EEG Brain Scans
An electroencephalogram (EEG) is a test used to evaluate the electrical activity in the brain. It is a safe, painless, and non-invasive that tracks and records brain wave patterns using electrodes which are attached to the scalp with wires. Brain cells communicate with each other through electrical impulses and electrodes analyze impulses in the brain and send signals to a computer that records the results to help detect potential problems associated with abnormal patterns in brain activity.
Quantitative EEG (qEEG) is the analysis of the digitized EEG. Often called “Brain Mapping”, the process where EEG is commonly converted into color maps of brain functioning are called “brain maps”, or topographs. It enables a visual of a unique pattern of mental strengths and weaknesses - areas of the brain where there is too little or too much activity, and areas that are not coordinating their activity the best they could. The qEEG is an extension of the analysis of the visual EEG interpretation which may assist and even augment our understanding of the EEG and measuring brain function. A qEEG can identify not only brainwaves, their amplitude, location and whether these patterns are typical or anomalous, but also coherence (quality of communication between regions), phase (thinking speed), and network integration. These are all crucial patterns involved in optimal mental functioning.
The EEG Audio P300 is an event-related potential (ERP) and a subconscious measure of attention and memory that measures the brain’s speed (roughly 300 milliseconds) in recognizing an odd (high) tone and the quality or power of this recognition.
The latency (ms) is a measure of classification speed and how quick the tone was recognized. The amplitude (µV)is considered proportional to the strength and power devoted to recognizing the tone. Although the P300 is a positive voltage change occurring approximately 300 milliseconds after the rare tone is delivered, by convention it is displayed in an inverted form as a downward moving voltage.
An increase in latency and/or a decrease in amplitude in brain waves recorded from EEG scans has been observed in various conditions associated with reduced cognitive function, including aging, dementia, trauma, and vascular issues.
Coherence is a measure of the correlation between two EEG locations as a function of frequency and provides information about functional connectivity between cortical regions. It is the mathematical measure of the degree of similarity of the EEG recorded at two locations and ranges from 0 to 1. If the phase—rising and falling—of the two signals are more similar over time, then it suggests functional connectivity--that those two areas of the brain are working together.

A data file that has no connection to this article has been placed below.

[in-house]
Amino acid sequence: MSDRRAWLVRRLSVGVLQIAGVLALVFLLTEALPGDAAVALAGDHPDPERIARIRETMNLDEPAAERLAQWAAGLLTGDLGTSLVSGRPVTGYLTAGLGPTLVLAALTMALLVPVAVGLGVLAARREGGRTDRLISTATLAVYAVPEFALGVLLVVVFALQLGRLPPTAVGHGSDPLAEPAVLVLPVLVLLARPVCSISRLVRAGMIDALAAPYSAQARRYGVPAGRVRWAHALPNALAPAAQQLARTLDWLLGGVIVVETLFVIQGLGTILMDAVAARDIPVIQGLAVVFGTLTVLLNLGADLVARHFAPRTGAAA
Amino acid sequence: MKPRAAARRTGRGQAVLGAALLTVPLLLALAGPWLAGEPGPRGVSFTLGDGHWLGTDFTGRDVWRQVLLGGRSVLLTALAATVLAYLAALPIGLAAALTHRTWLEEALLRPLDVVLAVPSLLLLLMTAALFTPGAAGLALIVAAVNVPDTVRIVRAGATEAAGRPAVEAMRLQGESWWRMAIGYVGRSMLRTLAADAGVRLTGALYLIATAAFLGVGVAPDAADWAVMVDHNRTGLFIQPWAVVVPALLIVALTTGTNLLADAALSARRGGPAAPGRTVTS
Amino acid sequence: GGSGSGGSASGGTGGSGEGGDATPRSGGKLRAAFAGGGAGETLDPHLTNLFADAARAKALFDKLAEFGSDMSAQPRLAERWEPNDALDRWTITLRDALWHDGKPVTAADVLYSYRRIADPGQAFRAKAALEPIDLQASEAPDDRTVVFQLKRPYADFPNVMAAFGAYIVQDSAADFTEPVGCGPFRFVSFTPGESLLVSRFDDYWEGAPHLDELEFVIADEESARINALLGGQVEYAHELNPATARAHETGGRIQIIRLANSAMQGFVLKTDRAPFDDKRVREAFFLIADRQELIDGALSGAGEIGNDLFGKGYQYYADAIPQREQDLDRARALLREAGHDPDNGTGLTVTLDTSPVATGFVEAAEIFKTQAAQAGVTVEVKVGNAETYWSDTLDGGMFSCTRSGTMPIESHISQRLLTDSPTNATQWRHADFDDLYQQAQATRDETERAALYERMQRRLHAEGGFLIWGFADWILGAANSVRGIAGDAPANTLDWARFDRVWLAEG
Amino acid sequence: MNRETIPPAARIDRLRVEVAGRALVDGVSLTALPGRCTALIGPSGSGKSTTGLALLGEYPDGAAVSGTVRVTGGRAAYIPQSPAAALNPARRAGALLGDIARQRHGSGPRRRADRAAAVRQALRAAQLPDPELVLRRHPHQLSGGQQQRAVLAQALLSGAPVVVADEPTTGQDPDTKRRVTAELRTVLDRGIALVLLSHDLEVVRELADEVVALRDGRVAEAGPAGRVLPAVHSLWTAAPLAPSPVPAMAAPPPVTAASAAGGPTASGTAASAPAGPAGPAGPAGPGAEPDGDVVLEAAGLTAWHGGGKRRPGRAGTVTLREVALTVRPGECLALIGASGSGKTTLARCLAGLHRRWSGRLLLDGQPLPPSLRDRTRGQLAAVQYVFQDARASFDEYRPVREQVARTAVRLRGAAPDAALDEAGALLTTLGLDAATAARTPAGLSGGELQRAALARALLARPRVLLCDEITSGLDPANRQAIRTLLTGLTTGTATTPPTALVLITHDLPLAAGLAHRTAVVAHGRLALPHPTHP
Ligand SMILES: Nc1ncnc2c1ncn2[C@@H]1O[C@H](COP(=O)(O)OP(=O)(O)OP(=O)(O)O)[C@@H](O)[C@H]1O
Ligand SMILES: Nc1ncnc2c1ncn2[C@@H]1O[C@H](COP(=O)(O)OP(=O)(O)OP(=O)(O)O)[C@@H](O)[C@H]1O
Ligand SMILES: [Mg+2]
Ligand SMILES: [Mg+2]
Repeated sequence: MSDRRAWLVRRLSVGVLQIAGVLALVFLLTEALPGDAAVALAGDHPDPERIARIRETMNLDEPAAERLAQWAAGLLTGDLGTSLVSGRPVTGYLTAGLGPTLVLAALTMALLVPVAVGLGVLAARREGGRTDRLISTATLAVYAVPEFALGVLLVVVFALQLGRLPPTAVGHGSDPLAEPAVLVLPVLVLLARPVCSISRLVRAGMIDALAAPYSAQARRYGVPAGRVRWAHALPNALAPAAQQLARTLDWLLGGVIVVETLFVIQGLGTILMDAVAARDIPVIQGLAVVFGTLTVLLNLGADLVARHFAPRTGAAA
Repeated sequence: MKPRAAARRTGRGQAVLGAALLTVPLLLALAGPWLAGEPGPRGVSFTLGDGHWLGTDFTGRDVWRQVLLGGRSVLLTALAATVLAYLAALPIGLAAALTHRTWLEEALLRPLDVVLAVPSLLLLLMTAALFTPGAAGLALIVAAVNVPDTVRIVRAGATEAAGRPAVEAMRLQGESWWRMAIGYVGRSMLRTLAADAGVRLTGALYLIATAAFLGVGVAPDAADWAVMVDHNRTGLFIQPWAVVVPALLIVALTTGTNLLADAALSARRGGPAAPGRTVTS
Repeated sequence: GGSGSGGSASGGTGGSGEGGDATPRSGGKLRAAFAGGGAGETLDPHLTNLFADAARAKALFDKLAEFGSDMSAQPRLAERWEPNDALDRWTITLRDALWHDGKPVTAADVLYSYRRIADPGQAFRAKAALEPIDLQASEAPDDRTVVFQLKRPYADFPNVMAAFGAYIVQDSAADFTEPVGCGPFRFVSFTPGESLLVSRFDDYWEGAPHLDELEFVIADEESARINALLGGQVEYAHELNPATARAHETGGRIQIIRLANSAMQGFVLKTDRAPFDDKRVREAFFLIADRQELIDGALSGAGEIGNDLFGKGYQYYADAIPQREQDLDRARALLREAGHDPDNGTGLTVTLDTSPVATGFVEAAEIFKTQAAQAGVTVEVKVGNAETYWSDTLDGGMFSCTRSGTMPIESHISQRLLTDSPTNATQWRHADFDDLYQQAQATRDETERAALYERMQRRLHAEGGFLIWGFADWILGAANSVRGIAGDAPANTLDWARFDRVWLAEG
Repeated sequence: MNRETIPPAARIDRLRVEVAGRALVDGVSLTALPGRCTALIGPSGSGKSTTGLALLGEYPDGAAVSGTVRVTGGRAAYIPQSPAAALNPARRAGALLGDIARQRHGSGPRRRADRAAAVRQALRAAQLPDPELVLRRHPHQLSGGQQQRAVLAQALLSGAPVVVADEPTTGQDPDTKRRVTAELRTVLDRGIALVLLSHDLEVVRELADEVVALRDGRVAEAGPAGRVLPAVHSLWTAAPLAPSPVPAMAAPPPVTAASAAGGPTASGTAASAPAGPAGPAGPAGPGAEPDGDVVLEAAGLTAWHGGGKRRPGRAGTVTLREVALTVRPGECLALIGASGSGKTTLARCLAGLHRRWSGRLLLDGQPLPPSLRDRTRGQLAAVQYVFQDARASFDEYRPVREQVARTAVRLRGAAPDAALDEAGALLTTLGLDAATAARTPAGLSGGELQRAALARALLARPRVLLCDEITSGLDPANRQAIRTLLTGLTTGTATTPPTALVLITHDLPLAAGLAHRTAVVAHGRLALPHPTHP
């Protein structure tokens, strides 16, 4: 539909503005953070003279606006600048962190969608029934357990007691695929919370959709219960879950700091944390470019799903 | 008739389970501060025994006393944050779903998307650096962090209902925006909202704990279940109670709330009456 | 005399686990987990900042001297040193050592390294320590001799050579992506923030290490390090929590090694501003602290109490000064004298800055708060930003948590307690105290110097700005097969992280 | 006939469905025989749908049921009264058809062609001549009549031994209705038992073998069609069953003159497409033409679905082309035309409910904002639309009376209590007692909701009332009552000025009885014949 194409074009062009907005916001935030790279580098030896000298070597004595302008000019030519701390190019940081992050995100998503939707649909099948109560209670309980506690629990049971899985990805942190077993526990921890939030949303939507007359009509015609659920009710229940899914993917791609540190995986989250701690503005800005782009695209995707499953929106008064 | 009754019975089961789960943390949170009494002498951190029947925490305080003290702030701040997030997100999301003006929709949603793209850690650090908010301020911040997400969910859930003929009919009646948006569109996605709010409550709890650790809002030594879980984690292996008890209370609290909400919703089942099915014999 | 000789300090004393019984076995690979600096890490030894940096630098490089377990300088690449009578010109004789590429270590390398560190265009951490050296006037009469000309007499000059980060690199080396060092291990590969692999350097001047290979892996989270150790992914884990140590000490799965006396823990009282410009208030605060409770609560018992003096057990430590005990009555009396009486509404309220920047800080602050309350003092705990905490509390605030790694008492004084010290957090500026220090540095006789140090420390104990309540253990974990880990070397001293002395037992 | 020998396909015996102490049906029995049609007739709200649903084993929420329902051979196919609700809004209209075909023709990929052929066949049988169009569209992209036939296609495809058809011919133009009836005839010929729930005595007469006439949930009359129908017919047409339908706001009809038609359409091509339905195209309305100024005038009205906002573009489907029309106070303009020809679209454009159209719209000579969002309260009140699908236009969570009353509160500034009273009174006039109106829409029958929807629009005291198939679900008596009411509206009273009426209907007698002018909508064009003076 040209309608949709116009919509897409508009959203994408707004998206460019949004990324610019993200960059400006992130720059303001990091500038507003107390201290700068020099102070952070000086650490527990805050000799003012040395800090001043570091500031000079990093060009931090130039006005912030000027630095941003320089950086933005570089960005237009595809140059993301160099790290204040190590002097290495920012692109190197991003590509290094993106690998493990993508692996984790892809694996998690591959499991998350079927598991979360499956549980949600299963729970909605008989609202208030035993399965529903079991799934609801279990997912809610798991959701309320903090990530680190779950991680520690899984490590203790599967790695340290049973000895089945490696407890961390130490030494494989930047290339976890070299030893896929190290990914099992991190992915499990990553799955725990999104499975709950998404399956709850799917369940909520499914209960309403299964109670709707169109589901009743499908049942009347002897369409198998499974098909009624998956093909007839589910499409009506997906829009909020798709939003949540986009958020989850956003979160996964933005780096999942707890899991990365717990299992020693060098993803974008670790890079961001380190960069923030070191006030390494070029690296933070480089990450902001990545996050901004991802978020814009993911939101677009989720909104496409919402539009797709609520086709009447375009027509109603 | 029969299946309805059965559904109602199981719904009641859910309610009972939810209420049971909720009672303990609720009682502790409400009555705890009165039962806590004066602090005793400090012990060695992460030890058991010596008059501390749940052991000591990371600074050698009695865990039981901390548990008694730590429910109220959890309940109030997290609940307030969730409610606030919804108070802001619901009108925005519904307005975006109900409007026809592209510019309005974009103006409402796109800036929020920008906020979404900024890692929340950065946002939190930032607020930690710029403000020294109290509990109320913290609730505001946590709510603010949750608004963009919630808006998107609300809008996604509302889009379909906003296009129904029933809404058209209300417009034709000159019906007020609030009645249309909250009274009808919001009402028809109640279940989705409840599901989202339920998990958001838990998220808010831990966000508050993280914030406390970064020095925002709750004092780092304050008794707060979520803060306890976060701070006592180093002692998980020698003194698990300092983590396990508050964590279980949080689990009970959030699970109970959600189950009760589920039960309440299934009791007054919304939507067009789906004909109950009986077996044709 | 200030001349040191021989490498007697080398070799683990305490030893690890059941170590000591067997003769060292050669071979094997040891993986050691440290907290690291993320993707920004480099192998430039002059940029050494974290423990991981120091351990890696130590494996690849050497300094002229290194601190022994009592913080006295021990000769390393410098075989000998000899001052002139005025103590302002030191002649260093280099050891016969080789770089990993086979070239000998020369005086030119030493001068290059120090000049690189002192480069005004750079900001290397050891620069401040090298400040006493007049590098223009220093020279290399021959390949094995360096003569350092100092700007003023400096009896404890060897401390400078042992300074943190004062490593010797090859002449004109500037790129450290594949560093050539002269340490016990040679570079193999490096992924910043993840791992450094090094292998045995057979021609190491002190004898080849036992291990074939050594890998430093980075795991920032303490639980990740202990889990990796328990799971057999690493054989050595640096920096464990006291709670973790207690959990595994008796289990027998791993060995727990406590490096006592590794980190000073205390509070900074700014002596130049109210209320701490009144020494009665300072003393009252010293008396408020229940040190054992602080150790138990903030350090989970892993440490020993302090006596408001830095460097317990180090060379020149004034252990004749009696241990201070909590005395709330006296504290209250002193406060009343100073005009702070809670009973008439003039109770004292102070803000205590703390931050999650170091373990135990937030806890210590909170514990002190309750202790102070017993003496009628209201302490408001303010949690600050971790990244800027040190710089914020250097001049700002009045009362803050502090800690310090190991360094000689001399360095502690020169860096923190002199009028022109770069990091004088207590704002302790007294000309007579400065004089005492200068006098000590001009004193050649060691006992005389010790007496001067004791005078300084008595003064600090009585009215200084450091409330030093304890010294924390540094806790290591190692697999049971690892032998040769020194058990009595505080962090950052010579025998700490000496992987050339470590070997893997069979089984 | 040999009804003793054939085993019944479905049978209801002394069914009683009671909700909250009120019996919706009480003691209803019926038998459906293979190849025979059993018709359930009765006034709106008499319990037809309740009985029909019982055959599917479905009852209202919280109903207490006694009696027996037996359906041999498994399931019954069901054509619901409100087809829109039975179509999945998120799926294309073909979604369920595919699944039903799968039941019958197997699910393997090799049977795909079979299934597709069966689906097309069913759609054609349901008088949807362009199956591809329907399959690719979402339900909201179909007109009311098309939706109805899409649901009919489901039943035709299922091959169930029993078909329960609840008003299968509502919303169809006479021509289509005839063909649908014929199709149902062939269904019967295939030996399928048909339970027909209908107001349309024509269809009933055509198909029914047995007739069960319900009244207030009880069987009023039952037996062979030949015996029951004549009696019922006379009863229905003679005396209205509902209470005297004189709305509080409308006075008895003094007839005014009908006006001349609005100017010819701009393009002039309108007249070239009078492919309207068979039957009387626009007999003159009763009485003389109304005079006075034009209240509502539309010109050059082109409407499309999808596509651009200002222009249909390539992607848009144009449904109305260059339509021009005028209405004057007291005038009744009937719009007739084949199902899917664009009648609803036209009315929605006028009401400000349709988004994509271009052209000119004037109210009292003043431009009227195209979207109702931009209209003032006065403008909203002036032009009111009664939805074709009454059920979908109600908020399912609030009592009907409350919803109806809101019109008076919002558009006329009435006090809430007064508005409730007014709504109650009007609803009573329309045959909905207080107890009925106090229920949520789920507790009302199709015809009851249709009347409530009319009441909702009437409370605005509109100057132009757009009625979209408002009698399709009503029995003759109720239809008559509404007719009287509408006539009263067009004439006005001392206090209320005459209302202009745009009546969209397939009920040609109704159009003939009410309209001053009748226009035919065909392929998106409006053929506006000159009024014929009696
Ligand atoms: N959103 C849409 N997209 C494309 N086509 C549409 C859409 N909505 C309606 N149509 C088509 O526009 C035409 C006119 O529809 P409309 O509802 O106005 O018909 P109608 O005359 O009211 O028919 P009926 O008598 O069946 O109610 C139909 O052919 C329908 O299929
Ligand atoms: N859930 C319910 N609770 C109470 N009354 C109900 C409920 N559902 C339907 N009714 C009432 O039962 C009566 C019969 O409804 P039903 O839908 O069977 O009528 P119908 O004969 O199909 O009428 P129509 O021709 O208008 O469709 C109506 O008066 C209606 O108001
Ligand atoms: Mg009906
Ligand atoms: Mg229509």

When EEG presents prominent alpha waves, sensory inputs tend to be minimized and your mind is generally clear of unwanted thoughts. When your brain shifts gears to focus on a specific thought—in either a positive or negative way—alpha waves tend to disappear and higher frequency beta waves begin running the show.
Differences in the alpha waves between the left and ride sides of the brain, recorded from an EEG at the F3 and F4 electrode locations, can give information about emotional states. Studies have found large differences in alpha waves between the left-front and right-front of the brain have been associated with anxiety and depression, often found in PTSD. The link between hemispheric asymmetry in frontal regions of the cortex and depressive symptoms suggests both depression and anxiety may be meaningfully related to relative frontal EEG asymmetry at rest. has been proposed that an atypical pattern of resting frontal cortical asymmetry can serve as a stable, trait-like risk factor for the subsequent development of depression or other emotion-related disturbances, where hemispheric specialization for cortical systems mediates motivational and emotional processes.
Alpha waves have a moderate frequency (8-12 Hz) in a relaxed, calm, not thinking, reflection, resting state for the brain.
Theta/Beta at Cz
EEG theta and beta waves are associated with cortical arousal, which increases wakefulness, vigilance, muscle tone, heart rate, and minute ventilation of the brain. The theta and beta brain waves recorded from an EEG scan shows the balance struck between logical/rational and creative/intuitive processing.
Theta and beta wave correlation have been shown to consistently differentiate between people with and those without ADHD from ratios collected from measuring Cz channel placement on the EEG. High theta/beta ratios have been shown to consistently differentiate between ADHD and normal samples with meta-analyses reporting up to 94% sensitivity and specificity.
Beta waves have a high frequency (13-21 Hz) and in a state of awake, actively engaged in mental activities.
Theta waves have a low frequency (4-8 Hz) in a state of deep relaxation, meditation, imagery with good/creative ideas.
GET YOUR EEG BRAIN SCAN!
Register for an EEG scan at one of our local community scanning events. Scans are free to the public and available for anyone ages 8 years and older.
Want to host your own scan event for your school or team? Click here to learn more about hosting your own event and EEG scans for your community.
For more information on scan events, partnerships, sponsorship opportunities, research collaboration, or EEG equipment purchase, or any other questions, please contact firstname.lastname@example.org